Simply accepting the existing theories because they are mainstream is not good scientific method. When questions are raised the questions should prompt research and discovery, not the theory to be changed to incorporate the problems. This is like the ‘missing link’ element of evolution. Instead of including the inconsistency in the theory we should be either looking for the link (which we are) or finding a better theory.

You’ll all tell me I’m nuts because I question the theory of long term human evolution in this regard. Well all I am doing is applying common sense. If there is an inconsistency then it needs to be rectified, not added as a condition on the predicate.



posted on Mar, 7 2007 @ 04:01 PM
link   
If I understand your analogy to measuring the earthquake, I think you have nicely approximated the catch-22 situation of trying to measure position or velocity that the uncertaintly princiiple describes. Basically, meaurements of one necessitate that the other measurement becomes inherently less accurate. So, if you assumed that everything is waves, you would never be able to accurately measure any position - position here doesnt have to be a point, it could be a line, or a 3D volume (of propagating energy
. Dont get me wrong, I like the idea everything is waves, though I would probably say vibrations myself in that context. To see everything as waves is to me a perfectly legitatimate thing to say; I look at paintings by Emily Carr and this is just what I see there.

publish.edu.uwo.ca...

I dont think the idea is totally subjective either (but thats another topic).

I just dont know if it applies strictly to quantum physics. I think that everything is waves in one sense, but that it is also simultaneously engaged in the process of actualization; on the microphysical scale there is a superimposition of states, with the most probable areas resulting (on average) in actualization - and hence the particle.

If I may be so bold as to suggest that you evaluate your ideas about physicallity and the nature of what is "real", most of us have a tendency to "reify" - to think of life the universe and everything as a substance of some sort, which isnt necessarily true.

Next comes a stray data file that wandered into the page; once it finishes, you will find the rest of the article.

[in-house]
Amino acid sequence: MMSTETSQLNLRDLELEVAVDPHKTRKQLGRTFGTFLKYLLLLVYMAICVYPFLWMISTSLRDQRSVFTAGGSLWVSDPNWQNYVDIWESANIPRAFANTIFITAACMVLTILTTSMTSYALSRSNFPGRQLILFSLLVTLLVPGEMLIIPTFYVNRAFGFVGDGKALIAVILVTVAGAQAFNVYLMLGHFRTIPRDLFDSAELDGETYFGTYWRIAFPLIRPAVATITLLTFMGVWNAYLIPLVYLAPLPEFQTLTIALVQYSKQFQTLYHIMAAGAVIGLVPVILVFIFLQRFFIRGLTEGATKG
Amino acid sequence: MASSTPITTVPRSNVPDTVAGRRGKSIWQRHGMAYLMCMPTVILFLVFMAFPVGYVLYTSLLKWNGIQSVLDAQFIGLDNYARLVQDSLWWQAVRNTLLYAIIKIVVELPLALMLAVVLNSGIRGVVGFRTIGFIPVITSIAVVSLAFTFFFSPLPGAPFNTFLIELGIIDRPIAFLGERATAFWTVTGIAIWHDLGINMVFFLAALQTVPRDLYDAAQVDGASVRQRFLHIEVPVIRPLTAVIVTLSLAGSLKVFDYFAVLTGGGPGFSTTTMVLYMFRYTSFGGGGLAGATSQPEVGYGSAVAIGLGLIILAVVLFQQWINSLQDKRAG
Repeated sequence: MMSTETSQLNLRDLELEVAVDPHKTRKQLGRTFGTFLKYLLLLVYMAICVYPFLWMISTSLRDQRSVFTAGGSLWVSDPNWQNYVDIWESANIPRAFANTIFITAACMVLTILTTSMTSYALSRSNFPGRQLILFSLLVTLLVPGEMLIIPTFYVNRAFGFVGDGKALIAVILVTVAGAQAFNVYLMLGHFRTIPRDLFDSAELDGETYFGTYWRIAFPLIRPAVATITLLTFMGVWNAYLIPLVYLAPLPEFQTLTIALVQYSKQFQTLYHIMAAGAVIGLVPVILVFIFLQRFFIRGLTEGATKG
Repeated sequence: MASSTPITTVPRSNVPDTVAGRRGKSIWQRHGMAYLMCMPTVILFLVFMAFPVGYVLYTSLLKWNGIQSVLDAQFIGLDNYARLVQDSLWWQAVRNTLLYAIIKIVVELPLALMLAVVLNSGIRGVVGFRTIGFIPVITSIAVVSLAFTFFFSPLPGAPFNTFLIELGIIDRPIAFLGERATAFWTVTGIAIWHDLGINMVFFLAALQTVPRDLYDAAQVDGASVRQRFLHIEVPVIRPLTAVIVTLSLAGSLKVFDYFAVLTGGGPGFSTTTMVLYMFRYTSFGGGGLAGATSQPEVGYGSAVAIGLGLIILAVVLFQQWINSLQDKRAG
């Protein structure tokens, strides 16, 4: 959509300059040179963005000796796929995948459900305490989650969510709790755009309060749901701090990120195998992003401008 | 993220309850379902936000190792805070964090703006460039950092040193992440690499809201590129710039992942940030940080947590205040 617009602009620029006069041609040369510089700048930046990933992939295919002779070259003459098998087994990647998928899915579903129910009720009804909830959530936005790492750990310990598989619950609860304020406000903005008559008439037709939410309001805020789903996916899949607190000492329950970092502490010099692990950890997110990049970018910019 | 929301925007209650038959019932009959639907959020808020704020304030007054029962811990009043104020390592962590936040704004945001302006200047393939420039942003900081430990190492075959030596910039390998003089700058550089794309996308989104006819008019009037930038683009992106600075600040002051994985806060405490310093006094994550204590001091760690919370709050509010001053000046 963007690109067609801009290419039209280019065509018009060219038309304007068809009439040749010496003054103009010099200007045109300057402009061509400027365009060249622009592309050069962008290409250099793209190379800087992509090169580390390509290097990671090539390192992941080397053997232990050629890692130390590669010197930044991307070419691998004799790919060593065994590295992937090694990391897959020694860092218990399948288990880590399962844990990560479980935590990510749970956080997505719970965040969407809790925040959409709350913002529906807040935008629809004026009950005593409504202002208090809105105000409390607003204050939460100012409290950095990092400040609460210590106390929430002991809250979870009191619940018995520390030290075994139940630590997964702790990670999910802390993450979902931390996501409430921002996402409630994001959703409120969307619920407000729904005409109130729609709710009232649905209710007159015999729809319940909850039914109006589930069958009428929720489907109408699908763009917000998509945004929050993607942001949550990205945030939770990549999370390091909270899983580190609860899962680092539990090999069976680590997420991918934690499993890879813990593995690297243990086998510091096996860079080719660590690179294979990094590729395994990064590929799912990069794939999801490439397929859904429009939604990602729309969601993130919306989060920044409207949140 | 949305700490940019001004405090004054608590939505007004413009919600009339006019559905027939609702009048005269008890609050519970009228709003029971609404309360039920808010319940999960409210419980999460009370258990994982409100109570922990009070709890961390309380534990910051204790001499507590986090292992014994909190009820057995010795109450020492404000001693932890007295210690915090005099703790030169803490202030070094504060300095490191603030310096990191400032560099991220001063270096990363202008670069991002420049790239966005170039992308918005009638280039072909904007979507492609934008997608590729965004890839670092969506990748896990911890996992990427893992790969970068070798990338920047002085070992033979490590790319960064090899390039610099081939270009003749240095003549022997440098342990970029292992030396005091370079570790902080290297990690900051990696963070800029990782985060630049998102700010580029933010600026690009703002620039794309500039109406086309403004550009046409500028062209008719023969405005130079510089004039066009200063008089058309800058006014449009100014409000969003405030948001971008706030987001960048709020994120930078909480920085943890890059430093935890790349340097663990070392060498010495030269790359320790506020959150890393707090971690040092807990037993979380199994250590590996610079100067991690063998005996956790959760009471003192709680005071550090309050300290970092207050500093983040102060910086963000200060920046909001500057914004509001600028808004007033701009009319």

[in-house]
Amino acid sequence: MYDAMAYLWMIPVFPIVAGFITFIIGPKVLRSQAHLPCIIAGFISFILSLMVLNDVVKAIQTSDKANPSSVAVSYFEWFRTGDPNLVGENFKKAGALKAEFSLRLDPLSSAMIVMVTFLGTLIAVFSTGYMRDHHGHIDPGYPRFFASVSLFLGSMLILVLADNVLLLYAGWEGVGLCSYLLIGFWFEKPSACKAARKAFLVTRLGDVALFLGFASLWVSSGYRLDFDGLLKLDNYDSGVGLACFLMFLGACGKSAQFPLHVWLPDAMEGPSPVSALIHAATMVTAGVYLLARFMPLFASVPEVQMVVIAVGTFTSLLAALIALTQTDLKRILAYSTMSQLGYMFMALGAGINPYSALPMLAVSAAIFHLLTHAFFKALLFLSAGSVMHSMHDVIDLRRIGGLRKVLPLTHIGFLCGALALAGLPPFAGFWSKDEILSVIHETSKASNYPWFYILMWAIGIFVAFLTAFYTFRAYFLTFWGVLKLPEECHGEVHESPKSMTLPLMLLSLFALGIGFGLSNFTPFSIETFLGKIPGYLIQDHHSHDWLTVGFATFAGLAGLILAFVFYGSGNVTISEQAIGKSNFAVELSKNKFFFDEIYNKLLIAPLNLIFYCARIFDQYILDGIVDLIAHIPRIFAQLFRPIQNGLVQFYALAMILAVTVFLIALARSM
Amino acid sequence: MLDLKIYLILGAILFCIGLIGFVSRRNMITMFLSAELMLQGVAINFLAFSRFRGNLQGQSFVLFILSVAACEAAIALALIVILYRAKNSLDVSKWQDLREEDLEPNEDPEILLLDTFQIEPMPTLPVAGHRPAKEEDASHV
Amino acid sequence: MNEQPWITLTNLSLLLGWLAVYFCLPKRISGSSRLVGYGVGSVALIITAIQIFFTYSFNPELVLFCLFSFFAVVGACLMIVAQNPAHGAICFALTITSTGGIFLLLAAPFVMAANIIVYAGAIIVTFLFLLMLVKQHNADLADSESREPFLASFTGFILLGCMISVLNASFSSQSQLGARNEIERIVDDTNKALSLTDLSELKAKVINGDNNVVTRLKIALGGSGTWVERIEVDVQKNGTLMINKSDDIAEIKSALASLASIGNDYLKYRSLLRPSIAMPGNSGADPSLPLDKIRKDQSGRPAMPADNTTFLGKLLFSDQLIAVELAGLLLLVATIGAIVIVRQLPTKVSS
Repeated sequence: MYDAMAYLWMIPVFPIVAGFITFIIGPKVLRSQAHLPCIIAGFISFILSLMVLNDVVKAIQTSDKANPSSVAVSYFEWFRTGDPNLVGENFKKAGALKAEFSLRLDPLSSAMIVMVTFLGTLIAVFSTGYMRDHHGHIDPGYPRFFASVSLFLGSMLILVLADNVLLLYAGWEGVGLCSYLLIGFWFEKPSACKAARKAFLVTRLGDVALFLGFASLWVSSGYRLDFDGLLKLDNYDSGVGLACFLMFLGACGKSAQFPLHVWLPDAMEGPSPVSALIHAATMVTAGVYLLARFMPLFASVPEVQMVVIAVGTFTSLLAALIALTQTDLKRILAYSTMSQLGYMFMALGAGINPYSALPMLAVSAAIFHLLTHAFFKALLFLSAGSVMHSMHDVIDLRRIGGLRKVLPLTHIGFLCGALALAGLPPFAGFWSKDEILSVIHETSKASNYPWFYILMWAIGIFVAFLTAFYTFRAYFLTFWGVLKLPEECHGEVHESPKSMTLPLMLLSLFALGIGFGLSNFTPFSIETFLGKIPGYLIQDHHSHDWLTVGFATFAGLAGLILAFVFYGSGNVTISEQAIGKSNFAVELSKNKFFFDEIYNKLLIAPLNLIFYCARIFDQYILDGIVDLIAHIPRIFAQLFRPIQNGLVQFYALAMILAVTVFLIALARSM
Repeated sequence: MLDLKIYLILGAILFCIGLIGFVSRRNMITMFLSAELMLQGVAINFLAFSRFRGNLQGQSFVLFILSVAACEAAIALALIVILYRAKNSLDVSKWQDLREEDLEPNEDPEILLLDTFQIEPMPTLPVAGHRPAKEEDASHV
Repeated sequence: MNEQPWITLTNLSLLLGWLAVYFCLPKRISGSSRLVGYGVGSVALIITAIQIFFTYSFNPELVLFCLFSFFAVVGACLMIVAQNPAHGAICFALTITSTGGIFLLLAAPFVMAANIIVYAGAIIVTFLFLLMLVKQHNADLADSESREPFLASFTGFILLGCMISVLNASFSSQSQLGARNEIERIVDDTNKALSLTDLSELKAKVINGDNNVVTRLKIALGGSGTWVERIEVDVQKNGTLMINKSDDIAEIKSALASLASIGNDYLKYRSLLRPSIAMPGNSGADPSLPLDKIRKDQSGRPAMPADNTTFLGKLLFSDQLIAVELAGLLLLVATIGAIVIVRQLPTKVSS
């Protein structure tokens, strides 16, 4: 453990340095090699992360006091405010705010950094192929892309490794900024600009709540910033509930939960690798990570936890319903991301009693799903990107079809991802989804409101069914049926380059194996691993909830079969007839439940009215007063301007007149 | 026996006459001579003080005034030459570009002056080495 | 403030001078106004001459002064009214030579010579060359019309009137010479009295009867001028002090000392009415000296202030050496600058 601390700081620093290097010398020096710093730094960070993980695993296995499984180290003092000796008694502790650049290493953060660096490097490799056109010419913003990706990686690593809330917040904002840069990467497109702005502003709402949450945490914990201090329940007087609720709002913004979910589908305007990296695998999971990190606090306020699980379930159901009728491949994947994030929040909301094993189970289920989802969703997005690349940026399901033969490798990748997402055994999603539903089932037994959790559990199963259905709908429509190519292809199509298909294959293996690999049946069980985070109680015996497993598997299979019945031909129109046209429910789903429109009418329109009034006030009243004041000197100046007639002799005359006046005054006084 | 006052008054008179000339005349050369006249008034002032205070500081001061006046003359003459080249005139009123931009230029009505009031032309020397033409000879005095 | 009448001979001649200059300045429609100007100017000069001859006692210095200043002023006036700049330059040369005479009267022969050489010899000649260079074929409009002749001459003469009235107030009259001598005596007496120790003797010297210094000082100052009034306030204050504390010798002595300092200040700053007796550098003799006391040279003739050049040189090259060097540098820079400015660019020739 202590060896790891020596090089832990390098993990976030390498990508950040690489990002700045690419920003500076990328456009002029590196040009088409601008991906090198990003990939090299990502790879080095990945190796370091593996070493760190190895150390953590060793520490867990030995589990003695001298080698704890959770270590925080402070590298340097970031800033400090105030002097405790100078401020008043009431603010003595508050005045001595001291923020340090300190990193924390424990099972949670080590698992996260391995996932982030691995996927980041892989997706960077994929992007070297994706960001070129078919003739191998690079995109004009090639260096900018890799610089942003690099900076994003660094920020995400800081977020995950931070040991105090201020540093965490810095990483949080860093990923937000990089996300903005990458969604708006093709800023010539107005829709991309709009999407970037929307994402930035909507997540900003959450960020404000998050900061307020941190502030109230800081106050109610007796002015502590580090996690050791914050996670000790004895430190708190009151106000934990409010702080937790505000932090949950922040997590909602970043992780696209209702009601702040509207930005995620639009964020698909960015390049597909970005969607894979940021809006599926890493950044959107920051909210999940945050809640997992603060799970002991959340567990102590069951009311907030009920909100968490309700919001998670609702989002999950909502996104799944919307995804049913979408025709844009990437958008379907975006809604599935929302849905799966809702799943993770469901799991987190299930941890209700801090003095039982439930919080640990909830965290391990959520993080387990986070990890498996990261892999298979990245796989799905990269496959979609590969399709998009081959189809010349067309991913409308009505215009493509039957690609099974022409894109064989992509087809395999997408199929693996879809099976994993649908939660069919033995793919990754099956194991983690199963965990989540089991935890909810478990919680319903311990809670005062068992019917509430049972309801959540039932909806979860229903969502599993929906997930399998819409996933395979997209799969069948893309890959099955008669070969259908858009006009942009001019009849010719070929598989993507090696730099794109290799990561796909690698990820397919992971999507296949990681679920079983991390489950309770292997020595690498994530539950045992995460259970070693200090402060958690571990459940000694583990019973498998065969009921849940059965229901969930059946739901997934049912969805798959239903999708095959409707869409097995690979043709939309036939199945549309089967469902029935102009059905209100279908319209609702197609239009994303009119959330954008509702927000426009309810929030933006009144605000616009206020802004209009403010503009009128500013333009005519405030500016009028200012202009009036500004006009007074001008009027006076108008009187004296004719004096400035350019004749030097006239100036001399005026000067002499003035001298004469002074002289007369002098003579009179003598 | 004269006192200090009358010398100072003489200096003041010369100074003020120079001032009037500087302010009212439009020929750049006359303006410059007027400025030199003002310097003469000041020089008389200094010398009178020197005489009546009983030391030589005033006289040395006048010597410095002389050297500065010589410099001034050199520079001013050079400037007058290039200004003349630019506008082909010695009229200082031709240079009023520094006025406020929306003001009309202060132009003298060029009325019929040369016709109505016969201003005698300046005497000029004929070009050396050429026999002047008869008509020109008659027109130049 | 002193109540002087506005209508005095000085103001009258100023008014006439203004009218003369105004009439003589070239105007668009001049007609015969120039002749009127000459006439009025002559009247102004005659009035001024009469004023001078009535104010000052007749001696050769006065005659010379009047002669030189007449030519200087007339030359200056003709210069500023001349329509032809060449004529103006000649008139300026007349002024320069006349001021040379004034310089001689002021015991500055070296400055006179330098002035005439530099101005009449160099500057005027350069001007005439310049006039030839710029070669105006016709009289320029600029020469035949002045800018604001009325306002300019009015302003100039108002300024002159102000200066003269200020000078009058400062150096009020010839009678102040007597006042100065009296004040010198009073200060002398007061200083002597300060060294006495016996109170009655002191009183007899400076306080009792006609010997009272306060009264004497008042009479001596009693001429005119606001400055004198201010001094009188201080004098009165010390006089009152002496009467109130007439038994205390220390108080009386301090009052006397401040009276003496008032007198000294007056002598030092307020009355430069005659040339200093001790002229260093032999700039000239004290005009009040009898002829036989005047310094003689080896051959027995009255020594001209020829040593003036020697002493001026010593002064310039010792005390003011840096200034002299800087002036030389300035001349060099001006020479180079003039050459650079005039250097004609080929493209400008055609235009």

Your aether theory reminds me a little of Rupert Sheldrakes work on Morphogenics (non-local "memory" fields) and also David Bohm's "Implicate Order".

www.sheldrake.org...

en.wikipedia.org...

A lot of people associate the term "aether" with an astral plane kind of thing, so maybe another term? Just a suggestion.



posted on Mar, 7 2007 @ 04:25 PM
link   
One can not measure the ether, because ultimately the instruments used to measure it consist of the ether already.



posted on Mar, 7 2007 @ 08:27 PM
link   
Liquidself,

You are spot on with my analogy.

Let me just point out that I am not trying to branch into philosophy here. This is aether strictly in the physical sense. As in, we know electrons and light are waves, but waves in what? And that said, why wouldn’t everything else be waves too, that just exhibit properties of what we call particles?

If quantum physics has taught us anything its that things tend toward waves the smaller you get, this, in my mind, is not a co-incidence. And is nearly conclusive proof, of itself, that an aether must exist.

I feel that nature must be natural. This is one of the reasons I do not like the big bang theory. Things in nature rarely explode, and certainly not that spectacularly. I know the universe is expanding, but again I think we should be looking for new theories. (After looking at Neal Adam’s expanding earth theory, could it be that all matter, and even space-time itself, is expanding gradually?)

Componentization is the way the human mind tends to solve problems. We break things up into components which all have specific tasks and then define the way each of these components interacts with one another. This is the basic principle behind modeling of any sort and it also tends to be the principle used during reverse engineering. Here in-lies the problem. If we apply our concept of ‘how things should be’ while reverse engineering we are going to get a strange, rather inaccurate, model of the object under study, particularly if the object is very small and not man made.

Add this fact to the actual way we tend to discover sub atomic particles and the whole theory of particles seems to become a lot less certain. Atoms being smashed together near the speed of light in a particle accelerator could produce unnatural results. E.g. you wouldn’t accelerate two pieces of U235 together at high velocity to find out what was in them. And if you did you’d not have much left of your particle accelerator.

Anyway all this aside, I am still very interested to hear physicist’s responses to all of the above questions and responses



new topics

top topics



 
5

log in

join